Live giant shipworm found in Philippines


Marvin Altamia

Extremely rare live specimens of a giant shipworm have been found for the first time in southern Philippine waters, with scientists hailing the soft black creature as a remarkable species. However while its toxic fumes might knock most of us out, there is a creature that thrives on this toxic gas - the giant shipworm, a mysterious mud-dwelling creature that has eluded scientists till now.

While at the lagoon, the study authors were able to locate a live shipworm, coax it into a PVC pipe (along with some seawater) and transport it to a laboratory for analysis.

The animal creates its own hard tube shell, made of calcium carbonate, by secreting a substance.

In one sense, Kuphus polythalamia has been known for centuries, because the characteristic long empty shells it leaves behind have often been collected by fisherfolk and travellers.

"Being present for the first encounter of an animal like this is the closest I will ever get to being a 19th century naturalist", added lead co-author Prof.

Daniel Distel, a researcher from Northeastern University and some of his colleagues managed to get their hands on a handful of giant shipworm during a trip they took to the Philippines on April 17 of previous year. Despite this, scientists were puzzled about the giant shipworm, which takes its name from eating from the side of wooden boats. Shipworms are so named due to their length and diet of rotten wood - but as we will learn, that is just one of the misconceptions that's been cleared up by the new discovery.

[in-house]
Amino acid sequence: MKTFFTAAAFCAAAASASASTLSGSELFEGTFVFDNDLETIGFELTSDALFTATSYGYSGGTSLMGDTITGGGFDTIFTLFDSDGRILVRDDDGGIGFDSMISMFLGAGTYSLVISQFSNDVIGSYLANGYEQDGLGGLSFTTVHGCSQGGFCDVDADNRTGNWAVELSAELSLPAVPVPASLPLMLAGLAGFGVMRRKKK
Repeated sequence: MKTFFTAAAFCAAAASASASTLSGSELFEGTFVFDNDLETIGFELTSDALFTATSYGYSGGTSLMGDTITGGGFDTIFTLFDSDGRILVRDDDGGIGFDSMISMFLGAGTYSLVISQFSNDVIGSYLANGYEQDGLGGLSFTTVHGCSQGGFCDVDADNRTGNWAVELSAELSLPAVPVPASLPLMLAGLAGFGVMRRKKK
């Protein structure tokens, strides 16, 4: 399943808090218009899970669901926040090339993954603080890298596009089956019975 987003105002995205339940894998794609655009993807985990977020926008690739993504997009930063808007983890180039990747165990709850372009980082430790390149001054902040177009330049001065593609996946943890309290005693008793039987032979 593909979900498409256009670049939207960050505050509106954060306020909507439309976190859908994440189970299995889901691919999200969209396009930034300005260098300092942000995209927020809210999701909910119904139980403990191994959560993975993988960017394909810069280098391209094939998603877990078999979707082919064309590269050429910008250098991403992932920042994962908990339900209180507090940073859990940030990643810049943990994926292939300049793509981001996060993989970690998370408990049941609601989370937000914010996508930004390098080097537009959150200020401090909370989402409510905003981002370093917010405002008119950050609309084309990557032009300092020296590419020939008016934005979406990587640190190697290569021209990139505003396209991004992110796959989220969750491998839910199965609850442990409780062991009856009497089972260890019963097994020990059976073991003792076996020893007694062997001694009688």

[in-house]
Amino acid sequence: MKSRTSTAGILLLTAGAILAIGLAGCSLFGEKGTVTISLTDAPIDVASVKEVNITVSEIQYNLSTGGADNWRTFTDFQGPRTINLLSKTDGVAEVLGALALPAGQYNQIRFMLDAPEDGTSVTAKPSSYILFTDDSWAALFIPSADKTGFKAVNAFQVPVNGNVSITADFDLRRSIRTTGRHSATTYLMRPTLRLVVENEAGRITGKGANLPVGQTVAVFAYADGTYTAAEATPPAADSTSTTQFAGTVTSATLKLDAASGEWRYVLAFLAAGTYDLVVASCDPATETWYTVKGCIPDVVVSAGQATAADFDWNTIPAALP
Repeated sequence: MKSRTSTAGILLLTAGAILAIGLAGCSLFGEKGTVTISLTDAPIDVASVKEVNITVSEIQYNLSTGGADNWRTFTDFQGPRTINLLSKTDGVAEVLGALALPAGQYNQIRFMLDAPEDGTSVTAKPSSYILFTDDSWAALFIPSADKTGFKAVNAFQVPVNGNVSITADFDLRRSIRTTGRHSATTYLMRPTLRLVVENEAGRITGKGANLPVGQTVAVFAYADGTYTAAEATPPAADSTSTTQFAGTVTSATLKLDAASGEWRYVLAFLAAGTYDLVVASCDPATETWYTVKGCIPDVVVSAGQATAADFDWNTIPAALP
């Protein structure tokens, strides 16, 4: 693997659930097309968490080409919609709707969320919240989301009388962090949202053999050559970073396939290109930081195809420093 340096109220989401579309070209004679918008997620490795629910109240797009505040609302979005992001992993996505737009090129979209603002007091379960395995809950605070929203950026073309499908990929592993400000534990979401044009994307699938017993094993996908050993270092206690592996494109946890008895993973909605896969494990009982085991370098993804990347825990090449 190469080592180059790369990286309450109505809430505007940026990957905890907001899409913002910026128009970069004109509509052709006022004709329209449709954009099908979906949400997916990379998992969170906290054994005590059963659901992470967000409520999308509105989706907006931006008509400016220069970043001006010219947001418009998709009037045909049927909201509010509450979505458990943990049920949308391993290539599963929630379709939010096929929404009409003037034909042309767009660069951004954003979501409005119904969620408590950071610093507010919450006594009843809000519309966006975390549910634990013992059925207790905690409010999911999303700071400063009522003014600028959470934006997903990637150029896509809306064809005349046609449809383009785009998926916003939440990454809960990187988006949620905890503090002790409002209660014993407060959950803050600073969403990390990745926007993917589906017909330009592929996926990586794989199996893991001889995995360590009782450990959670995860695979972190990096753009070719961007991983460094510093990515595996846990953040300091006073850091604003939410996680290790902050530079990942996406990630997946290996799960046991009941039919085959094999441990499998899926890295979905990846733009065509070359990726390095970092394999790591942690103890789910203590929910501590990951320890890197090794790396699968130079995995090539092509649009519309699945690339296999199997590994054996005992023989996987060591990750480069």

Even though the creature looks like a giant worm, it's actually related to clams.

Kuphus themselves do not eat, or if they do, they eat very little.

Similarly, the researchers believe that the giant shipworm evolved from wood-eating ancestors that used wood as a "stepping stone" between habitats.

Thrilled by the awesome discovery, Haygood attests to the "mythical status" of the giant shipworm - the "unicorn" of the mollusk world.

Instead, Kuphus Polythalamia relies on bacteria that live in its gills, which digest hydrogen sulphide - a gas that smells of rotten eggs - from the mud and emit traces of carbon. This process is similar to the way plants use the sun's energy to convert carbon dioxide in the air into simple carbon compounds during photosynthesis.

All other types of shipworm are comparatively small, and live exclusively in rotting wood.

"There is not much to limit their growth, and they have a pretty unlimited source of energy from diffusing sulfide".

"That color of the animal is sort of shocking", Distel said.

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